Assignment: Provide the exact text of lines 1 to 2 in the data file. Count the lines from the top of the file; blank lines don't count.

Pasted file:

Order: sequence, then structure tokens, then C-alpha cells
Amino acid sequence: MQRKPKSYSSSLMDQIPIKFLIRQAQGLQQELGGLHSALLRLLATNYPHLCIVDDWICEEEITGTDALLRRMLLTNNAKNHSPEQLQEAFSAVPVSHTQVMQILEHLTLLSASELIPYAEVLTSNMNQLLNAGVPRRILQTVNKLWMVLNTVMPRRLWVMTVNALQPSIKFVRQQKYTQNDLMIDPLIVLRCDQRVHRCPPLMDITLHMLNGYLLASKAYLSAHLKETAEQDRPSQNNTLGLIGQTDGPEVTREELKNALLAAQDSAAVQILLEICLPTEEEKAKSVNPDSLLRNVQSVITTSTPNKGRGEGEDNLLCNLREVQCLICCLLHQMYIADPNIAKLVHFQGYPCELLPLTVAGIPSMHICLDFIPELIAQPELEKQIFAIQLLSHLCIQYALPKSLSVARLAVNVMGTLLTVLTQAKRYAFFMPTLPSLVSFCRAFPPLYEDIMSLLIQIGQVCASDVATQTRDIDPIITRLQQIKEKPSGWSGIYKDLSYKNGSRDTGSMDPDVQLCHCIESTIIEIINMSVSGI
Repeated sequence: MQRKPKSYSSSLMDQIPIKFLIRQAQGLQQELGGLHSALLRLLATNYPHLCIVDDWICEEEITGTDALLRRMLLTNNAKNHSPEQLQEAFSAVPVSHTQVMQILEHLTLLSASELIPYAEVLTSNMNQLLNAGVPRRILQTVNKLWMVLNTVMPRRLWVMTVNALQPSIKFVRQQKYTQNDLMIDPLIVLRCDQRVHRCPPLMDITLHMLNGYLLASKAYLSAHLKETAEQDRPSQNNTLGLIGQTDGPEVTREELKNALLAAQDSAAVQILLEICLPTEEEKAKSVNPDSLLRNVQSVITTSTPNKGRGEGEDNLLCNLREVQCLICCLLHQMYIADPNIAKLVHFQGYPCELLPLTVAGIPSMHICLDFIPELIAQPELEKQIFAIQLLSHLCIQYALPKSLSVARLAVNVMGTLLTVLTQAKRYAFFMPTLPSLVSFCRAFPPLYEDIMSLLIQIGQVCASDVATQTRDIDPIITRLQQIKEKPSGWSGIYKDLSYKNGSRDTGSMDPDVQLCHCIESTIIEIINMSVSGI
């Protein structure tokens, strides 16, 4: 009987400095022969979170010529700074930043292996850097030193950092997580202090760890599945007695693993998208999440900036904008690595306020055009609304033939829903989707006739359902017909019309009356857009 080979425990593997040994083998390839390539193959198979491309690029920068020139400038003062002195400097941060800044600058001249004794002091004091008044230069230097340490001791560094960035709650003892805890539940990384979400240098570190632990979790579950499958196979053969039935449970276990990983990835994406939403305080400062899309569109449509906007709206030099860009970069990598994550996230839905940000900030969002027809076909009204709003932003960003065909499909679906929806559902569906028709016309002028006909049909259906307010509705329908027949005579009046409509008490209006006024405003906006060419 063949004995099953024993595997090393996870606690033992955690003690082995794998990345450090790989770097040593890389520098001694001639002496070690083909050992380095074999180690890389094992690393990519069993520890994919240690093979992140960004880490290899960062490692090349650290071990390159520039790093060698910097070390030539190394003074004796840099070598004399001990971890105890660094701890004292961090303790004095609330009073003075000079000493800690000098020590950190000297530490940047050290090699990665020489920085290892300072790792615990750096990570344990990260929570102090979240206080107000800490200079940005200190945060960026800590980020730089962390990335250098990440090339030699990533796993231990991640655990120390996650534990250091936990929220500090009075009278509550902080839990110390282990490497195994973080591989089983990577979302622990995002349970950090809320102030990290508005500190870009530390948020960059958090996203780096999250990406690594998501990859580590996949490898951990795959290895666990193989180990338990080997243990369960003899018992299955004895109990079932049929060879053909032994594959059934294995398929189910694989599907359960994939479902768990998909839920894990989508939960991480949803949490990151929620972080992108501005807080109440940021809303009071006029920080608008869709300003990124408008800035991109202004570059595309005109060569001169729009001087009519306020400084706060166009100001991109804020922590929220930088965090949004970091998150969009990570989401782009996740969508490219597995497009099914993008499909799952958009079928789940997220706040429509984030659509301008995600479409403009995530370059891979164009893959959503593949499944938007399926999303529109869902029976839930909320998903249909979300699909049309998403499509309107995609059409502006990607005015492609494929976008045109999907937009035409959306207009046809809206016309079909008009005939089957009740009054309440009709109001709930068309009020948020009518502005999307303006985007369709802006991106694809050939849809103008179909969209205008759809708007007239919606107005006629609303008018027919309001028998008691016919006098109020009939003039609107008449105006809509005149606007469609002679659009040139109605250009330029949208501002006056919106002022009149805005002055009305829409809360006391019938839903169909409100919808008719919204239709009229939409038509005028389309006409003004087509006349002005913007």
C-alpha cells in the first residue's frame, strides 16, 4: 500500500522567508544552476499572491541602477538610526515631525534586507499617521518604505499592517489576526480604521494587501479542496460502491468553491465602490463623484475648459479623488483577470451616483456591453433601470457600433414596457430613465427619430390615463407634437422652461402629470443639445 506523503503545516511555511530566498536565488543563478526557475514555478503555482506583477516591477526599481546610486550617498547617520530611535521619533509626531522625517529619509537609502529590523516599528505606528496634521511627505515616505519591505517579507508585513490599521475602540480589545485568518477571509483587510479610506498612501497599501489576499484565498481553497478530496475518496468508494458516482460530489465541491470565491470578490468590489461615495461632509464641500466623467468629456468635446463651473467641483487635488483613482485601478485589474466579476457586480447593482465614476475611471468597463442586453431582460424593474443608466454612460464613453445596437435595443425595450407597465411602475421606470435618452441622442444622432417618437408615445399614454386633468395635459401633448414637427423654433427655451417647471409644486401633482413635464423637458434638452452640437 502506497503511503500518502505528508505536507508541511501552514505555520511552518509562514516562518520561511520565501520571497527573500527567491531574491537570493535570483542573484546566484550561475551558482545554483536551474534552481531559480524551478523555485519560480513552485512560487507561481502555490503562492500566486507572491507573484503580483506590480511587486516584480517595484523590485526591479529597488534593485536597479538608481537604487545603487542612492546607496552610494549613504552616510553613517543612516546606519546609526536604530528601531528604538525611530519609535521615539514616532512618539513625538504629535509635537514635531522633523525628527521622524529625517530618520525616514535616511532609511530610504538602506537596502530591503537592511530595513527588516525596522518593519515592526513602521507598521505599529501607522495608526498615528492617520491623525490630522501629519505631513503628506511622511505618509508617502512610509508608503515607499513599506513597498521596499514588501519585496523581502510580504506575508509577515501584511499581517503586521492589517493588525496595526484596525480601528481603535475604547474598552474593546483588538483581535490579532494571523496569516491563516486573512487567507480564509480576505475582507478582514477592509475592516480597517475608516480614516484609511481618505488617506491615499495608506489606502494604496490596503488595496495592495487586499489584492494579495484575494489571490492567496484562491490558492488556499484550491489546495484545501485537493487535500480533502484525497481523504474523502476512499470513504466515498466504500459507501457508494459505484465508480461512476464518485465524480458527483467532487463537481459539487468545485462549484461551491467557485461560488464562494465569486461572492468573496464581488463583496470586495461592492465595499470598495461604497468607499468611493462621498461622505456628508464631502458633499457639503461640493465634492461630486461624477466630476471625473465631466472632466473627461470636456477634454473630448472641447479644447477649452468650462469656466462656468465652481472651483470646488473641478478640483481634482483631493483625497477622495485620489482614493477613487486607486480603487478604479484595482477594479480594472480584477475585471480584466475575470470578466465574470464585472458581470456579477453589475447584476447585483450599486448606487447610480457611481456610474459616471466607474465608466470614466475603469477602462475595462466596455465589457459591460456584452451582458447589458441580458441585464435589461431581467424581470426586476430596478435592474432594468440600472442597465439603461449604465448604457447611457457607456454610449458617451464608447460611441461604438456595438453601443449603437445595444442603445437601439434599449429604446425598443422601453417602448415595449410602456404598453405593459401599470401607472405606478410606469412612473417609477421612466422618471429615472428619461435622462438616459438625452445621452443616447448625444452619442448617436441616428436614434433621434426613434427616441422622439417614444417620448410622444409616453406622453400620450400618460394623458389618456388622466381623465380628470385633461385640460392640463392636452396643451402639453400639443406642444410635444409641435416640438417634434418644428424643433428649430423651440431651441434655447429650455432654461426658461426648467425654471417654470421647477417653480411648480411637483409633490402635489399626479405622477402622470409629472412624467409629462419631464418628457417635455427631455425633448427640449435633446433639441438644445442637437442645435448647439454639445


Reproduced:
Order: sequence, then structure tokens, then C-alpha cells
Amino acid sequence: MQRKPKSYSSSLMDQIPIKFLIRQAQGLQQELGGLHSALLRLLATNYPHLCIVDDWICEEEITGTDALLRRMLLTNNAKNHSPEQLQEAFSAVPVSHTQVMQILEHLTLLSASELIPYAEVLTSNMNQLLNAGVPRRILQTVNKLWMVLNTVMPRRLWVMTVNALQPSIKFVRQQKYTQNDLMIDPLIVLRCDQRVHRCPPLMDITLHMLNGYLLASKAYLSAHLKETAEQDRPSQNNTLGLIGQTDGPEVTREELKNALLAAQDSAAVQILLEICLPTEEEKAKSVNPDSLLRNVQSVITTSTPNKGRGEGEDNLLCNLREVQCLICCLLHQMYIADPNIAKLVHFQGYPCELLPLTVAGIPSMHICLDFIPELIAQPELEKQIFAIQLLSHLCIQYALPKSLSVARLAVNVMGTLLTVLTQAKRYAFFMPTLPSLVSFCRAFPPLYEDIMSLLIQIGQVCASDVATQTRDIDPIITRLQQIKEKPSGWSGIYKDLSYKNGSRDTGSMDPDVQLCHCIESTIIEIINMSVSGI